UNOWAS promotes dialogue among stakeholders with a view to build consensus to unblock disagreements through multiple good offices missions and support to regional organizations such as ECOWAS, MRU and other regional partners.
A number of West African and Sahel countries continue to be affected by political crises resulting from flawed or contested electoral processes, unconstitutional changes of government or other threats to constitutional legality and governance, which pose significant threats to the political, social and economic stabilization in the sub region.
States in West Africa and the Sahel taken individually or as a collective strive to consolidate democratic gains as a prerequisite for peace, stability and development; and an imperative for the prevention of the spread of transnational organised crime. Indeed, weak states are most vulnerable to and suitable siege for organised criminal groups. Prime amongst the contributing factors to state failure in West Africa and the Sahel are democratic deficit manifested in delayed, non-inclusive, violent or contested elections, impunity for corruption and other economic crimes as well as gross violations of human rights; economic injustice illustrated by unequal sharing of the benefit of the exploitation of natural resources, access to and opportunities for employment and wealth generation; and development-induced-displacement.
The head of UNOWAS supports dialogue processes in West African and Sahel countries
In his capacity as Special Representative of the Secretary-General of the United Nations, the head of UNOWAS supports dialogue processes in West African and Sahel countries. Like in other parts of the world, disagreements by political and non- state actors over electoral processes, constitutional reforms, governance issues and other pertinent matters can cause protracted blockades, sharpen cleavages, create instability, and deflect attention from development efforts. Political and electoral systems, which are ill- equipped to synthesize public aspirations and transform them into tangible progress, are a recipe for widening the gulf between citizens and their elected representatives. As such, a well- functioning political process is a precondition of paramount importance for peace, stability, and development.
In such scenarios, the SRSG promotes dialogue among stakeholders with a view to build consensus. Often this involves multiple good offices missions to unblock disagreements. In the spirit of enhancing leverage and supporting regional organizations, he teams up with ECOWAS, the MRU, and other regional partners, in order to galvanize energies to find solutions. In the aftermath of the popular uprising in Burkina Faso in October 2014, for example, the SRSG represented the United Nations in a tri-partite follow-up and support group with the AU and ECOWAS to assist the democratic transition process, culminating into peaceful, free, and fair elections in November 2015. In Guinea, he spearheaded a national dialogue process which allowed the holding of free parliamentary elections in 2013, and subsequent presidential elections in November 2015. In the run-up to the presidential elections in Benin in February 2016, his engagement helped to solve, at the last minute, disagreements over the use of voter cards, allowing citizens to cast their ballots.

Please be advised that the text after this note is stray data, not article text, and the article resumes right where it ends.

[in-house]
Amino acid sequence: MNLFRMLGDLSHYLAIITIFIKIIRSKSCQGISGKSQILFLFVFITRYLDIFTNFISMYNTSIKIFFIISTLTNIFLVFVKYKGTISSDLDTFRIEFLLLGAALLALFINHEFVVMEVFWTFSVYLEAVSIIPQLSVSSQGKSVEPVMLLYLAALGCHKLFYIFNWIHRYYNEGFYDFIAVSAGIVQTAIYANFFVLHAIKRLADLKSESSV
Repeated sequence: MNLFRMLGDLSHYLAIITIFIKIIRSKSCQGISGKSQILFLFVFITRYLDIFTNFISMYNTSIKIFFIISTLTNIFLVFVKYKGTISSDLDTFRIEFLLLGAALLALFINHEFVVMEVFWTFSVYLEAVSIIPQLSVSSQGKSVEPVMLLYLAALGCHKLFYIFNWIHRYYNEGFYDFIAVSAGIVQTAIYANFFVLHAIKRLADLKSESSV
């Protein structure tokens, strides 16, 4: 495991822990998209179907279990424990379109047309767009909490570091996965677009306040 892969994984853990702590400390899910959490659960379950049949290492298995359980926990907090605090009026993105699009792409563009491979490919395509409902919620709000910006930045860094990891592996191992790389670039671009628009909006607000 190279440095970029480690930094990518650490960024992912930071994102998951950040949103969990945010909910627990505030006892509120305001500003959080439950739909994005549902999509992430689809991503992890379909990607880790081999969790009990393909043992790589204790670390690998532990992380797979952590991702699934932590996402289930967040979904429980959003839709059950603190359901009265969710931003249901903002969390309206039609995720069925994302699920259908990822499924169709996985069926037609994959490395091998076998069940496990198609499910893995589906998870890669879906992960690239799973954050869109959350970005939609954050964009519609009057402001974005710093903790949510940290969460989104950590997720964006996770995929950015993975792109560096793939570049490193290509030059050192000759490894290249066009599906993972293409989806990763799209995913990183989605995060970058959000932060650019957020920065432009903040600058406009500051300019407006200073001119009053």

UNOWAS supports peaceful, free, and fair elections
He is supported by a team that gathers and analyzes facts, maintains liaison with stakeholders, and prepares his missions. In addition, in close cooperation with regional partners and other UN bodies such as the Office of the High Commissioner for Human Rights or UNDP, UNOWAS also conducts assessment and early warning missions, which help to identify critical issues and put in motion preventive measures. Already well ahead of elections, UNOWAS also contributes its expertise to joint Electoral Needs Assessments, which take stock of political and other risks and define logistical and other needs to support peaceful, free, and fair elections. Substantive support is also provided to the mediation and facilitation component of ECOWAS.